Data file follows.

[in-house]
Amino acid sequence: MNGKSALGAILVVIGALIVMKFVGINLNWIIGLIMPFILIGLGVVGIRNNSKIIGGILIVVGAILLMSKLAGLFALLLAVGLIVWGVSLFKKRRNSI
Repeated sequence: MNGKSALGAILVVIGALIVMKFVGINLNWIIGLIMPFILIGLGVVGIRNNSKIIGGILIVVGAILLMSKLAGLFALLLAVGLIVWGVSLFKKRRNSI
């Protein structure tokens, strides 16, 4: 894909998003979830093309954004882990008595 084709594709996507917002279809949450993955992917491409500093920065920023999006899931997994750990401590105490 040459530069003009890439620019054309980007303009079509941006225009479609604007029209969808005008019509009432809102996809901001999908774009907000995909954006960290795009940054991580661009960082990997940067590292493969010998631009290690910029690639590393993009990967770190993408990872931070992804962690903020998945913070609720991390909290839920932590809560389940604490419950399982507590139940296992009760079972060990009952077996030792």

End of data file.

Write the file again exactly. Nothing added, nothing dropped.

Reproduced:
[in-house]
Amino acid sequence: MNGKSALGAILVVIGALIVMKFVGINLNWIIGLIMPFILIGLGVVGIRNNSKIIGGILIVVGAILLMSKLAGLFALLLAVGLIVWGVSLFKKRRNSI
Repeated sequence: MNGKSALGAILVVIGALIVMKFVGINLNWIIGLIMPFILIGLGVVGIRNNSKIIGGILIVVGAILLMSKLAGLFALLLAVGLIVWGVSLFKKRRNSI
């Protein structure tokens, strides 16, 4: 894909998003979830093309954004882990008595 084709594709996507917002279809949450993955992917491409500093920065920023999006899931997994750990401590105490 040459530069003009890439620019054309980007303009079509941006225009479609604007029209969808005008019509009432809102996809901001999908774009907000995909954006960290795009940054991580661009960082990997940067590292493969010998631009290690910029690639590393993009990967770190993408990872931070992804962690903020998945913070609720991390909290839920932590809560389940604490419950399982507590139940296992009760079972060990009952077996030792």